In an article by Jean-Michel Naulot about the 2007–2008 financial crisis, I read (my translation):

Although central banks had an exemplary reaction at the time of the [2007–2008] crisis, they subsequently carried out an unprecedented policy by massively and durably injecting currency into the financial system, as never before. A major part of these liquid assets was invested into risky assets and speculation. Private debt rose considerably again.

In the past 20 years, a fiendish debt feedback system has risen: as crises break, public spending is massively revived and tax revenue is reduced, hence public debt soars. Central banks keep interest rates low for extended periods of time and private debt rises considerably, especially in countries with high levels of inequality. Excessive private debt leads to a new crises, which drives public debt up, ...

The second paragraph suggests that public debt rises because of public spending programs and because lower tax revenue during hard times is not compensated by higher tax revenue during boom times. However the first paragraph suggests that there's more to public debt than public works (which benefits the public) and low taxes (which benefits whoever gets low tax rates). Where does the money that's “massively and durably injected” go?

Does this refer to stimulus packages? To governments compensating for defaulting financial institutions? Who's getting the money? Are these loans (that don't seem to be repaid) or gifts?

  • $\begingroup$ This must be a duplicate but I can't find an appropriate one. Those with more experience in the site can know better. $\endgroup$
    – luchonacho
    Commented Aug 10, 2017 at 6:37
  • $\begingroup$ @luchonacho I didn't find one, but I'm very unfamiliar with the topic so I may well have used the wrong search terms. $\endgroup$ Commented Aug 10, 2017 at 8:37

2 Answers 2


Central banks "...inject currency into the financial system" by carrying out asset purchases---sovereign bonds/MBSs/ETFs/etc.

In practice, this is a transaction between the central bank and large financial institutions with deposit accounts at the central bank. For example, the Federal Reserve "buys" X billion dollars worth of US 30-year T-Bills from JPMorgan by simply taking possession of the T-Bills and credits JPMorgan's deposit account X billion dollars. Money is created out of thin air and given to JPMorgan in exchange for T-Bills. This unconventional monetary policy is known as "quantitative easing" (QE).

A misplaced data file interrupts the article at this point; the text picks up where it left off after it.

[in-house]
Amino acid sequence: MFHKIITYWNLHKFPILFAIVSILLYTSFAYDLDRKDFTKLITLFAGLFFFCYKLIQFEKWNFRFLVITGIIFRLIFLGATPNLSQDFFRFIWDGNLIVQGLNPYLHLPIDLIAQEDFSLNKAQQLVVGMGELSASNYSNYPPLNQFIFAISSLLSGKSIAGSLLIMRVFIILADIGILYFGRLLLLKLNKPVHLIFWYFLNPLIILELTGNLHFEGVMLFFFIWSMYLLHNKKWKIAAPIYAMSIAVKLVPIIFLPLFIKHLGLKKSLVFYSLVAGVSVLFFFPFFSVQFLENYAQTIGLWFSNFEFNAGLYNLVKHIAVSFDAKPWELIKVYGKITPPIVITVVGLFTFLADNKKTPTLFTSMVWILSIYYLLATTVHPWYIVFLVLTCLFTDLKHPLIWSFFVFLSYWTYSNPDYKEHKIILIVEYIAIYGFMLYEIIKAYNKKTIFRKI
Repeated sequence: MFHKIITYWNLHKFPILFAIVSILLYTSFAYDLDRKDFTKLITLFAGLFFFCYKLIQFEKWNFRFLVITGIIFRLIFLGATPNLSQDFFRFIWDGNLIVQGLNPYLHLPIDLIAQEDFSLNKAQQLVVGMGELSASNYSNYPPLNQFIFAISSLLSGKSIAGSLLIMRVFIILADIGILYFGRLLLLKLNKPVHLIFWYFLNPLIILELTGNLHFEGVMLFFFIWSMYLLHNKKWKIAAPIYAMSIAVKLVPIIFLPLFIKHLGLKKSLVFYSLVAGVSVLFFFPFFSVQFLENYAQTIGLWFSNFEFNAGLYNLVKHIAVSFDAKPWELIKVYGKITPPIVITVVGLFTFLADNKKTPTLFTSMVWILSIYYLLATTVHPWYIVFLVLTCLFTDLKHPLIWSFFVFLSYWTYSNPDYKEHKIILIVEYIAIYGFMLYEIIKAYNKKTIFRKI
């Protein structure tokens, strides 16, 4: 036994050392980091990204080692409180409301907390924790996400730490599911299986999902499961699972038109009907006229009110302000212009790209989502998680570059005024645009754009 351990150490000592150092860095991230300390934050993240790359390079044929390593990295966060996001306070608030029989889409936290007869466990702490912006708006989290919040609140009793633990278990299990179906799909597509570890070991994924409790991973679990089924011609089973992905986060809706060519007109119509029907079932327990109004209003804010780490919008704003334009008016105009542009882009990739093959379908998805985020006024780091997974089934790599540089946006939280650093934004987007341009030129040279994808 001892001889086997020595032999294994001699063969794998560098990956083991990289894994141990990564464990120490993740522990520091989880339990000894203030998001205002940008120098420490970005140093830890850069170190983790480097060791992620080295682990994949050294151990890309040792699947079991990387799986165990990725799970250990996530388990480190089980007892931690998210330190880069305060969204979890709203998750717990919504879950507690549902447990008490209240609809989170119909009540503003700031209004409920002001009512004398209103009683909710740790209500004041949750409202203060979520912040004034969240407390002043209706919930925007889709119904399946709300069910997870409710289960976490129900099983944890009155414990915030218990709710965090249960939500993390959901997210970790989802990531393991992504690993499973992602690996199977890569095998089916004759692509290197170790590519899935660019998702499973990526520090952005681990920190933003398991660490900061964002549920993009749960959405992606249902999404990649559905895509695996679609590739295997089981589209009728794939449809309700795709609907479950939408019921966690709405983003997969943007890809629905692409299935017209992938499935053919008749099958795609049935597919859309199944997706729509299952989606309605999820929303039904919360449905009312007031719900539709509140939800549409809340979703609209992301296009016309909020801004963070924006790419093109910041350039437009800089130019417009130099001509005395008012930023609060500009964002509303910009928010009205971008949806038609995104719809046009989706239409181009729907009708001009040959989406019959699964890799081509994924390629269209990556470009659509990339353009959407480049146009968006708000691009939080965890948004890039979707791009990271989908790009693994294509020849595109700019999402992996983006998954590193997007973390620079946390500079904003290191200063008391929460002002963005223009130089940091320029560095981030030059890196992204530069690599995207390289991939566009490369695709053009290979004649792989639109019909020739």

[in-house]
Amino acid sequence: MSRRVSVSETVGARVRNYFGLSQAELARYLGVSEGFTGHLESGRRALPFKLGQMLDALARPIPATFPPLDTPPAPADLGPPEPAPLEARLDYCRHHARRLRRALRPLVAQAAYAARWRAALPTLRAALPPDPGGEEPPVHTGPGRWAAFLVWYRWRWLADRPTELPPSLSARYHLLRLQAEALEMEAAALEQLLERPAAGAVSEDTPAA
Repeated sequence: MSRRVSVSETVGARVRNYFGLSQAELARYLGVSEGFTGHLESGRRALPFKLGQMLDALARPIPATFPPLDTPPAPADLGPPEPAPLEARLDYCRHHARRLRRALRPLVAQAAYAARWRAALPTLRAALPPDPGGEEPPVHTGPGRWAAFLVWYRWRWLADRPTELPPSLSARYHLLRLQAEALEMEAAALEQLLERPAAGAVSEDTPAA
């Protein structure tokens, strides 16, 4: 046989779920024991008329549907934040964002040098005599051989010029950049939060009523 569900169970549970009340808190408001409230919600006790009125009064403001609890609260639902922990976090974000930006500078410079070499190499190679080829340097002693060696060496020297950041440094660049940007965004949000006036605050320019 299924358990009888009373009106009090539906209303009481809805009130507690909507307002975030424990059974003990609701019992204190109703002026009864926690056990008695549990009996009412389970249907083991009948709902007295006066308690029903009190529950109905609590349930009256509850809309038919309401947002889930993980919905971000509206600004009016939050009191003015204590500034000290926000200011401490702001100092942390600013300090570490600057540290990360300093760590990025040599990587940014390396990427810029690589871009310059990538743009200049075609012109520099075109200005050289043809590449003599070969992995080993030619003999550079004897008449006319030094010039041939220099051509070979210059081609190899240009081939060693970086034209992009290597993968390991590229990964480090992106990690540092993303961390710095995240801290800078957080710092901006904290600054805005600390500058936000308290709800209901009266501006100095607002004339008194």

Conventional monetary policy sets the interest rate on deposit accounts at the central bank---e.g. the federal fund rate in the case of US. Conventional monetary policy controls the price of money, while QE controls the quantity of money.

All major central banks currently have large QE portfolios. The Fed's balance sheet consists mainly of US government debt. During the 2007-2008 crisis, the Fed also acquired a large portfolio of MBS's. Similarly, the ECB has a $2.4 trillion portfolio of Eurozone sovereign bonds. Bank of Japan has a stock buying program---BoJ owns 80% of domestic Japanese ETF's. (This is all public information.)

The second paragraph you quote suggests that sustained QE by the central banks has led to increased public and private debt and more risk-taking in the economy. That is the case.

On the supply side, private debt increases simply because there is more liquidity. Public debt increases because large purchase of sovereign bonds by the central bank pushes down the yield on bonds. For example, the yield on long-term German government debt dips consistently into negative territory, because German government debt is scarce. Most of it is held by the ECB. This means you have to pay the German government to lend it money. If someone pays you to lend you money, you'd probably choose to borrow. (Besides QE, conventional policy already sets interest rates extremely low, in some cases negative.)

On the demand side, low yield on high-quality bonds pushes investors toward more risky securities---both public and private---in search for higher returns. Case in point are Italian, or Greek, public debt, and currently very high and rising levels of corporate debt in the US.

This is the debt feedback Naulot speaks of.

(Decrease in tax revenue would exacerbate the situation but that is a fiscal decision, not a monetary one.)


The question touches several points, but I can try to explain the "where did the money go in the crisis" with an example from Portugal:

  1. Through automatic stabilizers, and
  2. due to acquisition of bankrupt banks and companies, absorbing the losses in the public budget.

With the crisis several companies and financial institutions went bankrupt, meaning that the government increased spending with the automatic stabilizers such as unemployment subsidies => more public spending due to more subsidy and loss of tax collected from company and salaries

Allegedly due to international toxic assets, as well as some media speculation, some banks couldn't face their responsibilities anymore, declaring bankruptcy - see BES bank for example. People were in panic because the money they had in the bank could disappear suddenly, so the government nationalized the bank, guaranteeing everyone's deposits, assuming the losses of the bank. This means that the government increased its costs in millions of euros to save this and other bank, in the interest of national financial stability.

If you are more looking at how central banks inject money in the economy, take a look at money supply tag.


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